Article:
Hunter Gatherer

Hunter Pence and the Giants have a date with Kyle Lohse and his 6.29 ERA on Monday, and your lineup should take notice. Check out daily fantasy expert Ricky Sanders’ recommended plays to help you fill out your roster.


Jose Abreu, White Sox, $9,300 – Red Sox probable Joe Kelly has not accumulated enough innings to qualify for statistical leaderboards among starting pitchers. If he had, Kelly’s 70.7 fastball percentage would rank fourth in baseball behind only Lance Lynn, Bartolo Colon and Mike Pelfrey. The White Sox possess two hitters that mash fastballs above and beyond the rest of the roster according to FanGraphs’ pitch type linear weights: Jose Abreu and Adam LaRoche. Coincidentally Abreu and LaRoche lead the team in career wOBAs against RHP. Overall Abreu is not only the more talented hitter, but Fenway Park plays slightly more favorably to right-handed hitters than lefties. The park plays among the top handful of parks in terms of AVG, OBP, SLG, OPS and extra-base hit percentage to RHH. Both of these White Sox hitters are in play, but the talent and park do favor Abreu, so pay for him despite the higher price. It’s not like there are any incredibly expensive pitchers on the slate worth paying for anyways.

Brandon Belt, Giants, $7,800 –
Heading into Sunday’s slate of action, Kyle Lohse’s 6.29 ERA ranked the absolute worst in baseball among qualified pitchers. As it turns out, Kyle Kendrick suffered through yet another atrocious outing and he ended the day with a 6.33 ERA in total (yet he earned the win thanks to 17 Rockies runs). The point of this whole introduction being Lohse has pitched miserably this season and it’s a great idea to start bats against him every time out. As a whole, the Giants rank third in wOBA against RHP, do not strike out very much and produce runs at an elite clip (they rank first in wRC+). Buster Posey ranks first in wOBA versus RHP, but only by a very slim margin to Brandon Belt. Posey does not compare to Belt in terms of ISO, where Belt’s .222 figure leads the team by over 20 percentage-points this season. Similar to the White Sox duo mentioned above, both hitters are in play, but this time the $600 discount catapults Belt to the slightly better value in my book.


Hunter Pence, Giants, $9,200 – Starting one hitter against “gas can” Lohse simply is not enough. To reiterate, the Giants continuously find ways to produce runs against RHP and Posey, Belt and Hunter Pence are typically at the forefront. Pence ranks third on the team in wOBA behind the other two both for the season and for their careers. In an extreme pitchers’ park, the over/under sits at 7.5 with the Giants listed as extreme favorites with Chris Heston on the mound. While Heston isn’t a bum, he is far from a top-tier pitcher and is very rarely as heavily favored as he is. This mean the Giants will be producing offense, and I would like to own the entire heart of the order if possible.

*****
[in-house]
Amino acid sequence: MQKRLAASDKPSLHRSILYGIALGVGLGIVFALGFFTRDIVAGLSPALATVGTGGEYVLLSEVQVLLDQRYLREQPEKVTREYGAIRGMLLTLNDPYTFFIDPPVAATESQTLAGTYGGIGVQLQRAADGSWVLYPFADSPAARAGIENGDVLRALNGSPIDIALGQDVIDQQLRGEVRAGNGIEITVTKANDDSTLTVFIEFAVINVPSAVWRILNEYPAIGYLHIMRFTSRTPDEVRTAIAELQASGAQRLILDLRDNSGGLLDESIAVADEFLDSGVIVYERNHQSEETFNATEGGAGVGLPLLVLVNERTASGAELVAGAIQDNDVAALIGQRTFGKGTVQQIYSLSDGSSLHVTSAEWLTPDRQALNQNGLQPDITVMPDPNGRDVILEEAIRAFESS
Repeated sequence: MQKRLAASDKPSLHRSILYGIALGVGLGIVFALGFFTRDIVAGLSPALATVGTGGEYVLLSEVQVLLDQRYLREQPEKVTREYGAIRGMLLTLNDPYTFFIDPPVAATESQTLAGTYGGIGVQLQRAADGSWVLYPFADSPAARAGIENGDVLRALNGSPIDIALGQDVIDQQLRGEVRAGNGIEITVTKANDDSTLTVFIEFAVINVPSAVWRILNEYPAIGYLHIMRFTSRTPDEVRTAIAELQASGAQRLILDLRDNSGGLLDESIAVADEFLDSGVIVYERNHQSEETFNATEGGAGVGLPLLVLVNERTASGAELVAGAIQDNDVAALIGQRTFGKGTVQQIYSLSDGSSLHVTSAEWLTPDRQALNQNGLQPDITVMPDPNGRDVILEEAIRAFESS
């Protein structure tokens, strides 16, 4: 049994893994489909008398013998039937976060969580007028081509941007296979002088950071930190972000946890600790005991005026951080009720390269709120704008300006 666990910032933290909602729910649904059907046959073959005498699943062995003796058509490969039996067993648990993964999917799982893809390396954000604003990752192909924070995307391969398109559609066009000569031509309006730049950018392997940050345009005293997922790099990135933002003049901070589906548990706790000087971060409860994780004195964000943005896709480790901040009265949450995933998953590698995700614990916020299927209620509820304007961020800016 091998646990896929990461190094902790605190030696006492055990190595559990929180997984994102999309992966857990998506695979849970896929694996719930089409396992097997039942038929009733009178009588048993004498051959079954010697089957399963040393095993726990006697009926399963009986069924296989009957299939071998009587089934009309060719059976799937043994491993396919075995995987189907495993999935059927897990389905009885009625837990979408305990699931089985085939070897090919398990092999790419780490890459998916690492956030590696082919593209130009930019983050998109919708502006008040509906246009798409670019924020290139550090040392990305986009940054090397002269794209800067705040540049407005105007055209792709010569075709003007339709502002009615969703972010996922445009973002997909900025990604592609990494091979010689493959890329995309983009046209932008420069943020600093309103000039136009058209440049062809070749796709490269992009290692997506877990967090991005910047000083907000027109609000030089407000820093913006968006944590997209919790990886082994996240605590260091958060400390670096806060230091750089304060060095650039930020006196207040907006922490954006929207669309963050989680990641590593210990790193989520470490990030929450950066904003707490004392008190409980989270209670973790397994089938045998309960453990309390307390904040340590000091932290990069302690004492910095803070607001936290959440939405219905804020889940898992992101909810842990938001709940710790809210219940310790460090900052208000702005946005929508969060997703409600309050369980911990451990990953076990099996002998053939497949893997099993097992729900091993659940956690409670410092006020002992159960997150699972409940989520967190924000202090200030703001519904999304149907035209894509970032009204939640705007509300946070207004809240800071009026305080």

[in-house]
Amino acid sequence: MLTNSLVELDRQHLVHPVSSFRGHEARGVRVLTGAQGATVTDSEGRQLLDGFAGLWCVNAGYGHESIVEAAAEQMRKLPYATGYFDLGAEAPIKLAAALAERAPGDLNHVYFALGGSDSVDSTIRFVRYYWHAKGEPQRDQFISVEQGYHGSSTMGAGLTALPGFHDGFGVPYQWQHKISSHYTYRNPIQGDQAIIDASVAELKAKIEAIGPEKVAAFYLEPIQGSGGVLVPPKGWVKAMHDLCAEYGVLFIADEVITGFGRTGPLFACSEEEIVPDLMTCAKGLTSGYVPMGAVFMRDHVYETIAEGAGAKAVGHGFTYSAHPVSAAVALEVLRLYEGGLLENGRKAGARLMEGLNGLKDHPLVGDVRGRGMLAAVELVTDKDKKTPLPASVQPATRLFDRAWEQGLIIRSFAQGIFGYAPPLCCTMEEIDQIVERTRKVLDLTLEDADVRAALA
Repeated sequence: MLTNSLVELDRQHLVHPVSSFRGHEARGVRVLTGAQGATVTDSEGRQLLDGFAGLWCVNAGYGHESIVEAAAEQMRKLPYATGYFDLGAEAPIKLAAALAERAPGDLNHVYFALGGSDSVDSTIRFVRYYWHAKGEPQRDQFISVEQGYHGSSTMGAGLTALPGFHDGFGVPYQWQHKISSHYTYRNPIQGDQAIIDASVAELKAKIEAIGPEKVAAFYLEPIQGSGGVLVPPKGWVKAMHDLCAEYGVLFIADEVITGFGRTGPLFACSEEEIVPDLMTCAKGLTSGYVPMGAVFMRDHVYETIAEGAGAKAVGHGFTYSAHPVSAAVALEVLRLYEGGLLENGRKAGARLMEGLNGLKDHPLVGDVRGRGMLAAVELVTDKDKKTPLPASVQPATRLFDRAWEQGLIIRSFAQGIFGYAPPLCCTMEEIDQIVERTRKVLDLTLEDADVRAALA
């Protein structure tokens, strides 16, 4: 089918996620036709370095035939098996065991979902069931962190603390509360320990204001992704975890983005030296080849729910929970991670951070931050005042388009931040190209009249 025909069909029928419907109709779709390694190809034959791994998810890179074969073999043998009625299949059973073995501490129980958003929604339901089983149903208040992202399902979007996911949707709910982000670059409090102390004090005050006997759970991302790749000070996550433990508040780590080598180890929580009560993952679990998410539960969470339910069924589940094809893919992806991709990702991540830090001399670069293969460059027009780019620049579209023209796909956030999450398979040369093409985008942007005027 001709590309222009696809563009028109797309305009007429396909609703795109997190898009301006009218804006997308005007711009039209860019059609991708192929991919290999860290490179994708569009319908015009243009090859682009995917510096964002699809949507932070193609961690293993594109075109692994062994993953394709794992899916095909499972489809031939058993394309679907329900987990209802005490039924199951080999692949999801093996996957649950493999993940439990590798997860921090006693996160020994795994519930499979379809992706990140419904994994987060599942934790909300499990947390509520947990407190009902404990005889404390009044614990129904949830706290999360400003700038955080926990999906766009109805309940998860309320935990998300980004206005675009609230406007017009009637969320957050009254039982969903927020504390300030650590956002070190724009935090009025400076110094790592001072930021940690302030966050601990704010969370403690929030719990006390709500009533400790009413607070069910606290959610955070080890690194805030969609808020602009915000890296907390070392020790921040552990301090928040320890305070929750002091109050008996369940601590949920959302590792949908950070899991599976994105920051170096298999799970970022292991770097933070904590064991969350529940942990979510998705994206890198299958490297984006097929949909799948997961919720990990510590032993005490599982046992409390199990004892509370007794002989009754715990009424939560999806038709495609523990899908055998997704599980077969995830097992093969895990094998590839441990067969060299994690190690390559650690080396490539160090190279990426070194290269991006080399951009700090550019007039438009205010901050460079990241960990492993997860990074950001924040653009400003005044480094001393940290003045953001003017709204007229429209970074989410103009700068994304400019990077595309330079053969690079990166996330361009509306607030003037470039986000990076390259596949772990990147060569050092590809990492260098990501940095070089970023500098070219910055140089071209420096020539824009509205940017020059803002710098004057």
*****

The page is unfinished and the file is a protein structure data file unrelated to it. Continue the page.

Carlos Gonzalez, Rockies, $8,000 – Some people tend to act like the Rockies offensive weapons fall off the face of the Earth when they leave Coors Field. Yes, the park shift typically is extreme, especially when playing other National League West teams. The shift to Wrigley Field is as minor as it gets because Wrigley has played as the second-highest scoring park over the past two seasons. The park shift is so minor that it’s kind of like eating a McDonald’s cheeseburger every day and then considering it a “diet” when you start ordering them without lettuce. Essentially it’s the same thing (or at least similar). Gonzalez will face a RHP, against which he sports a career .390 wOBA, and he heads into this game boiling hot. Five HRs in his past three games leaves his season total at 18, and when he’s hot there’s no stopping him. Kyle Hendricks is solid yet unspectacular, but baseballs must look like beach balls to Gonzalez at this time. He’ll likely end up under-owned due to playing on the road and it will be absolutely unwarranted.


Anibal Sanchez, Tigers, $19,600 – Strap into the rollercoaster ride because Anibal Sanchez has had a rocky season. June is the only month so far this season in which he’s registered an ERA sub-4.44. In fact, both his April and May ERAs sat well above 5.00 (5.46 and 5.97). The weird part: his WHIP is still only 1.23. His matchup on Monday seems too juicy to not exploit, although his price is admittedly higher than I’d typically be comfortable spending. However, the Rays rank in the bottom 10 of wOBA, wRC+, ISO, BB rate, AVG, ISO, and hard-hit percentage and strike out at the fifth-highest rate versus RHP. Tropicana Field plays as a substantially less favorable hitters’ park than Comerica Park. Even against a 5-5 Nathan Karns, the Tigers opened as underdogs, which suggests Sanchez is best left for tournaments. The potential is there for an elite tournament start, especially in terms of strikeouts, so he still warrants serious consideration.